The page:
Shipley, Schehl retire
MOUNT VERNON — In the newsroom, the words “Virgil Shipley” and “retirement” were never spoken in the same sentence. Until today, that is.
|Virgil Shipley||Pam Schehl|
Longtime News photojournalist Virgil Shipley, along with journalist Pam Schehl, turned in their press badges today and are taking a more subtle approach to life in Knox County.
Shipley, who turned 90 earlier this year, started his career with the News in 1955, after serving as a photographer for the military police after being drafted a second time.
In his 62 years with the News, you could say Shipley has been the family photographer for generations of Knox County families as scrapbooks are filled with newspaper clippings that include his photos. “Photojournalism tells everything about a community,” he said. “It’s all about getting that whole story in one picture.”
Always, humble, Shipley reluctantly accepted the honor of serving as grand marshal in the Mount Vernon Christmas Parade in 2013.
He did, however, take great pride in serving as the official press photographer for the Ohio Distinguished Young Women, formerly the Ohio Junior Miss Program.
In 2016, he was presented the Lifetime Achievement Award by the Knox County Chamber of Commerce.
“From the first baby born each year to touching good bye tributes to those who have passed on, he has dedicated his life — and his creative eye — to exposing tender moments, personal achievements, major advances in business and industry, the swearing in of hundreds of elected officials and their eventual retirements, the heartbreaking tragedies and nearly ever other event that has become part of Knox County’s rich history. In fact, he has been recording Knox County’s history for a quarter of the county’s existence,” said Bonnie Coe, Central Ohio Technical College president as she presented the award.
“Virgil has been devoted and loyal to the News for 62 years,” said Kay Culbertson, News publisher.
“He could be counted on to take a photo at 7 a.m., 2 p.m., at 9 p.m., and if necessary, at 3 in the wee hours of the morning. He is known as an icon at the News and to the Knox County community.”
Journalist Pam Schehl made her mark on Knox County with 14 1/2 years covering the educational institutions marking profound advancements, teaching innovations and construction of new buildings. Ultimately, she said, it is the people that have made a lasting impression.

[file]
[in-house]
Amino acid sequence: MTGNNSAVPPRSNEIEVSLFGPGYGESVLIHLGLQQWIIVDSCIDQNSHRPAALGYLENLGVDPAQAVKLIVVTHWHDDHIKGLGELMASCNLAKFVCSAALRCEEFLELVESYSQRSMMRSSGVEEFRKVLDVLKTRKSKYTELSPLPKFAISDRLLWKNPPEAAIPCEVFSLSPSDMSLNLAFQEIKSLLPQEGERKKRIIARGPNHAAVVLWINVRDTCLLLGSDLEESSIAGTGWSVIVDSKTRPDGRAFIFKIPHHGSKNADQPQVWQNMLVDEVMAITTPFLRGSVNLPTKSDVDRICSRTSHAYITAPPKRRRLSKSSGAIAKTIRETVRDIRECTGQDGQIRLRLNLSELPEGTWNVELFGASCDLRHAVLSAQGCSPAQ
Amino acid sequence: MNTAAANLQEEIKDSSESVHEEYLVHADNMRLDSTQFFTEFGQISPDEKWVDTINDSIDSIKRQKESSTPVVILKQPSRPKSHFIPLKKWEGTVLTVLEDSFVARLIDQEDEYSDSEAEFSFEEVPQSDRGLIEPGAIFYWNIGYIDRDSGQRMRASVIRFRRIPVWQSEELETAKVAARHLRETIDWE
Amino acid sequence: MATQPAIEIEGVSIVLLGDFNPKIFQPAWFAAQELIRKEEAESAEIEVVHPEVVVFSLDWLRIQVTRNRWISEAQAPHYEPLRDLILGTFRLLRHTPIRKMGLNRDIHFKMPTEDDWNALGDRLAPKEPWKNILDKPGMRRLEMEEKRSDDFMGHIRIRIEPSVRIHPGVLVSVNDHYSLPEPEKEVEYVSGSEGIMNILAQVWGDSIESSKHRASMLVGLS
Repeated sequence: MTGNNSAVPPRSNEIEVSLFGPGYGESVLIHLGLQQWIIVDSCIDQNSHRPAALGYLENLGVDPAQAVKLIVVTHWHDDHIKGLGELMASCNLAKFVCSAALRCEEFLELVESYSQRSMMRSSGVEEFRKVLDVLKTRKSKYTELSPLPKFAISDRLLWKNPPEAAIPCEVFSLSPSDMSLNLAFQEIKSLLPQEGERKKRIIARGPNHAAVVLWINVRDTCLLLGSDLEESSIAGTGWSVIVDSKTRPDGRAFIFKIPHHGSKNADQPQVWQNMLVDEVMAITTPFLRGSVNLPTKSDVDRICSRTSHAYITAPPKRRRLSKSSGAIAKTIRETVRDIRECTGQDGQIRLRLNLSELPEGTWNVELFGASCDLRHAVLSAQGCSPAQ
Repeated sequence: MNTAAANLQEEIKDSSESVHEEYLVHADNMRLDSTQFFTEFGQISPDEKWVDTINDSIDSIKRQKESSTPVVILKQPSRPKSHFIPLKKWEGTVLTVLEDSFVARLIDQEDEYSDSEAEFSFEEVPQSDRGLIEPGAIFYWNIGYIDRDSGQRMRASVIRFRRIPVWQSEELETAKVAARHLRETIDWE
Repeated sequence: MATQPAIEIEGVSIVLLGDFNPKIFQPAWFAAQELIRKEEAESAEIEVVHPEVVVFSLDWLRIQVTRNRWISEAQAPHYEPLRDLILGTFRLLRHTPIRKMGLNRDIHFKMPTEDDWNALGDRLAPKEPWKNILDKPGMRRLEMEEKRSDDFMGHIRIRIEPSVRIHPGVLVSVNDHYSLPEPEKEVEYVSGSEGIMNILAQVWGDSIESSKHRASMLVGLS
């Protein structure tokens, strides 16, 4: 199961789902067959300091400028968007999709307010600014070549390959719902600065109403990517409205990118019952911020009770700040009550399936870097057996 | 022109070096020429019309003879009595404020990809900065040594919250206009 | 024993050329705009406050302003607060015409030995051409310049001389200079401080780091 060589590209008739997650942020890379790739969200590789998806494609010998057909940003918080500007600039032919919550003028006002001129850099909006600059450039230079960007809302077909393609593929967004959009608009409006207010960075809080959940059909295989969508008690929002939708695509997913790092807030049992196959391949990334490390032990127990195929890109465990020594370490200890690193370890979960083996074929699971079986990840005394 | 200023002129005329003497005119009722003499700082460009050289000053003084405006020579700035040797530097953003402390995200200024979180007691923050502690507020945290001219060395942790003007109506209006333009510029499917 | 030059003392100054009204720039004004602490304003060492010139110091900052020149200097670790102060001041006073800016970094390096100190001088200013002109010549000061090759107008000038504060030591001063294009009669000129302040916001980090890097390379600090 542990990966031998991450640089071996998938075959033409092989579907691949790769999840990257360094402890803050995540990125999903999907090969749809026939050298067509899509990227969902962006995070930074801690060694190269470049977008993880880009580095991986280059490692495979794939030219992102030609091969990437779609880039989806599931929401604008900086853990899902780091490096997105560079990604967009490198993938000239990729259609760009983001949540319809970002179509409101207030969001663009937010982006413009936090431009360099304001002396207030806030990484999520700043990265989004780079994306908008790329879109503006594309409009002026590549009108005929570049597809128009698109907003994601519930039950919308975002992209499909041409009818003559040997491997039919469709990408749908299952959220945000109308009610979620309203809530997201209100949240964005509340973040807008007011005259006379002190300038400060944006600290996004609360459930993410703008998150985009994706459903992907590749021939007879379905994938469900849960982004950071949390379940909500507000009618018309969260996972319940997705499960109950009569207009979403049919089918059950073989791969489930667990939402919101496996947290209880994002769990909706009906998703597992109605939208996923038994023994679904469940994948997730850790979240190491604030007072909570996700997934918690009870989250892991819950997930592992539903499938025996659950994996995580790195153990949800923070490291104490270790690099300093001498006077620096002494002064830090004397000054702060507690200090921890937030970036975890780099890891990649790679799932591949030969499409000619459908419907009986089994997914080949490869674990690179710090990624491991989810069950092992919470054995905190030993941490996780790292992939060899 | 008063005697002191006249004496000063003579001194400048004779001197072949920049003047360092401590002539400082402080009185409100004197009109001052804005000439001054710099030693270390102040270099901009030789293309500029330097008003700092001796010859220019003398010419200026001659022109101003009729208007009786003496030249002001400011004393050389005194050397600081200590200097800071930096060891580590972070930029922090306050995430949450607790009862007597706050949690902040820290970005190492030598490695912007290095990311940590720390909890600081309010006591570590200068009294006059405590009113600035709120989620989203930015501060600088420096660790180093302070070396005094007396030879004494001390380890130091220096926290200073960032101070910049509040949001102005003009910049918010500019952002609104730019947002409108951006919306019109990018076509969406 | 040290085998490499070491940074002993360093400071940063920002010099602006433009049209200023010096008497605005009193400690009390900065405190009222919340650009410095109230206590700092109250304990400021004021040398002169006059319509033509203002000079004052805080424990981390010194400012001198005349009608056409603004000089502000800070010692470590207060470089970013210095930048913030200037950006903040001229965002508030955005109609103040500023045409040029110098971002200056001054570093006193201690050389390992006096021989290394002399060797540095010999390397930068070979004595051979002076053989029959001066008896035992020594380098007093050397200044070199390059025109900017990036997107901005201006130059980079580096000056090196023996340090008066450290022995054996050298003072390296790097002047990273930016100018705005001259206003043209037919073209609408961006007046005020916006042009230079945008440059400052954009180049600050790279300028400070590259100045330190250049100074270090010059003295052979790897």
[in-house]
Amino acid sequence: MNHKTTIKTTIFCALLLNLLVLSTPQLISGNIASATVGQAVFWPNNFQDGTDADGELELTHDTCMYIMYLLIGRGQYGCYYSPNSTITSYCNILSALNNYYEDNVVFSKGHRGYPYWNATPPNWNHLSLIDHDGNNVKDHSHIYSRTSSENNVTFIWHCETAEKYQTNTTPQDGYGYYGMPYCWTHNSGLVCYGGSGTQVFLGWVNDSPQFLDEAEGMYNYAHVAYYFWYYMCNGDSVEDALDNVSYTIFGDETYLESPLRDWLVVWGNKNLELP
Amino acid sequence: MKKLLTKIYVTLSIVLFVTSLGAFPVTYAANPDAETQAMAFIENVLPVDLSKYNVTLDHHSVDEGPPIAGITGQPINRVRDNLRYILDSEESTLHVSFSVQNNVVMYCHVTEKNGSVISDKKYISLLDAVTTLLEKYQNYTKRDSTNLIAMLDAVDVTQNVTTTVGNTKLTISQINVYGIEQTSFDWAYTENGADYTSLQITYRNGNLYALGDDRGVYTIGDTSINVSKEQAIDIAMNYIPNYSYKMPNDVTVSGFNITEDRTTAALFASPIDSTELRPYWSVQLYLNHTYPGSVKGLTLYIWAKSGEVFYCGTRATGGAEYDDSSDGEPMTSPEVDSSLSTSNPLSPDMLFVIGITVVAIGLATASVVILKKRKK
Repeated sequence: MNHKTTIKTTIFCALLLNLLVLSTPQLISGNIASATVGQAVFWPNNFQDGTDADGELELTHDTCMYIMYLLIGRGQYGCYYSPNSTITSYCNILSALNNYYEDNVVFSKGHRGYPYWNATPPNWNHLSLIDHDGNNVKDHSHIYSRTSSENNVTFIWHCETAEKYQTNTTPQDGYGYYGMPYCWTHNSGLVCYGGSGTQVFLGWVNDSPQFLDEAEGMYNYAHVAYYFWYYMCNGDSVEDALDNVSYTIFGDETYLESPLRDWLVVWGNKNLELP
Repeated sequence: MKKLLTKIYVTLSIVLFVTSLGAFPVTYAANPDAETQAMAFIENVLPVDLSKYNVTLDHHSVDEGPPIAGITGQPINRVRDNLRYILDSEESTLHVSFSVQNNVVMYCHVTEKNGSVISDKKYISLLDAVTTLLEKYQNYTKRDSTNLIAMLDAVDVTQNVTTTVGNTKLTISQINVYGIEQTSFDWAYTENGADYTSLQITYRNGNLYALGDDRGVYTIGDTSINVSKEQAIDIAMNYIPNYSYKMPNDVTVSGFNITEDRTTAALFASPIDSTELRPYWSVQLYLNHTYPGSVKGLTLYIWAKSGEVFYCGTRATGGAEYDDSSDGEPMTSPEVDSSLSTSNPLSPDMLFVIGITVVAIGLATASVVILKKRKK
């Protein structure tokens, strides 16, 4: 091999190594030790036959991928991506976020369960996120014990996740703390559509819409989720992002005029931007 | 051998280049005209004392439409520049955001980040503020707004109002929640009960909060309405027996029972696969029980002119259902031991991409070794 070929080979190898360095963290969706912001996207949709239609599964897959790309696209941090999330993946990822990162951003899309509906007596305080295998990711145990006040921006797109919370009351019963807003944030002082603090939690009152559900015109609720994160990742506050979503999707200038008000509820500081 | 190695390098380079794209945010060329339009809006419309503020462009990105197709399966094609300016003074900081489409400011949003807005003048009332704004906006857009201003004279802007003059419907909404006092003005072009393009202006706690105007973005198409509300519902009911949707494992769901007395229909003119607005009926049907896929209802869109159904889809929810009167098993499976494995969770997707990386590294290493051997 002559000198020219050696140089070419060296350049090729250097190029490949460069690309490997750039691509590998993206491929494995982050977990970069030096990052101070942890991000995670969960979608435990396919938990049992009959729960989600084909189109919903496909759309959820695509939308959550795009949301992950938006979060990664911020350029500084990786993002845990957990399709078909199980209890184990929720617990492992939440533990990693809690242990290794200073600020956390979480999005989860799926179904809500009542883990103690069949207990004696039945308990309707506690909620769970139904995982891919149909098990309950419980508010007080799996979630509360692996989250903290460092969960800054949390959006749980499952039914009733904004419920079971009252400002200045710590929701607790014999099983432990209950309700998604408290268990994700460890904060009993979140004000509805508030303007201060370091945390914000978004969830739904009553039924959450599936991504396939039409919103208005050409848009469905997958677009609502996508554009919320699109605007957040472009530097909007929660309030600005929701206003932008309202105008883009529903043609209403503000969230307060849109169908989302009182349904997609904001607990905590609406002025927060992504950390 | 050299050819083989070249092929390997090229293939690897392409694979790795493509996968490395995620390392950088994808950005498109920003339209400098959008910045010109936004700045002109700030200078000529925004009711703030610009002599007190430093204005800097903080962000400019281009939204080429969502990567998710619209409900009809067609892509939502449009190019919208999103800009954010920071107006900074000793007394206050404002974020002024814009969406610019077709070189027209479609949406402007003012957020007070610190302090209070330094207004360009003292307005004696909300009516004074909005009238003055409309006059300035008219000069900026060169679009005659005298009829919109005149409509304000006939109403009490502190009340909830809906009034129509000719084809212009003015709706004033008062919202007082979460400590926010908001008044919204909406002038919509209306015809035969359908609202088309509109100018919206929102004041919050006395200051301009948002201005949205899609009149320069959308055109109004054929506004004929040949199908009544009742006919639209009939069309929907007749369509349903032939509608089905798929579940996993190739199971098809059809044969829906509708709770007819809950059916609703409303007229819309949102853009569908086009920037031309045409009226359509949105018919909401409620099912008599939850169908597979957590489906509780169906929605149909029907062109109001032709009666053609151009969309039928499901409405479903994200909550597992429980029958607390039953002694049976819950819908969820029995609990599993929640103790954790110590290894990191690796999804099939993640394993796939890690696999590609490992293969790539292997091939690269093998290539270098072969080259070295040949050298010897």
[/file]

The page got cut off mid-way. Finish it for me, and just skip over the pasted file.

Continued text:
“I was able to talk to a lot of people,” Schehl said. “People from China, Japan and exchange students from all over the world. I really liked to interview senior citizens and I did a series on the Amish. I grew up in Amish country but I learned a lot about the different sects and beliefs.”
With a background in education, including a bachelor of science degree in education from The Ohio State University, the skills Schehl utilized as a teacher helped make the transition to journalism nearly flawless.
“As a teacher, I understood deadlines, listening, writing reports and talking with parents,” Schehl said. “I also understood the alphabet soup heard at board meetings.”
One of the biggest challenges, she said, was walking that line that kept her stories focused and balanced.
“I’d say being unbiased in my writing was one of the hardest things especially when you feel strongly about a subject,” she said.
Schehl earned Associated Press awards including nods for a series on bullying and breaking news coverage in the John Freshwater story.
“That was definitely the longest story I covered,” she said.
“Pam has developed relationships with our local schools that exceeded our expectations,” said Culbertson. “She is well respected by teachers, administrators and school board members. She has also been a leader and role model in our newsroom.”
While she has no immediate plans for her retirement, she said she plans to spend time with her husband, Dave, and their grandchildren.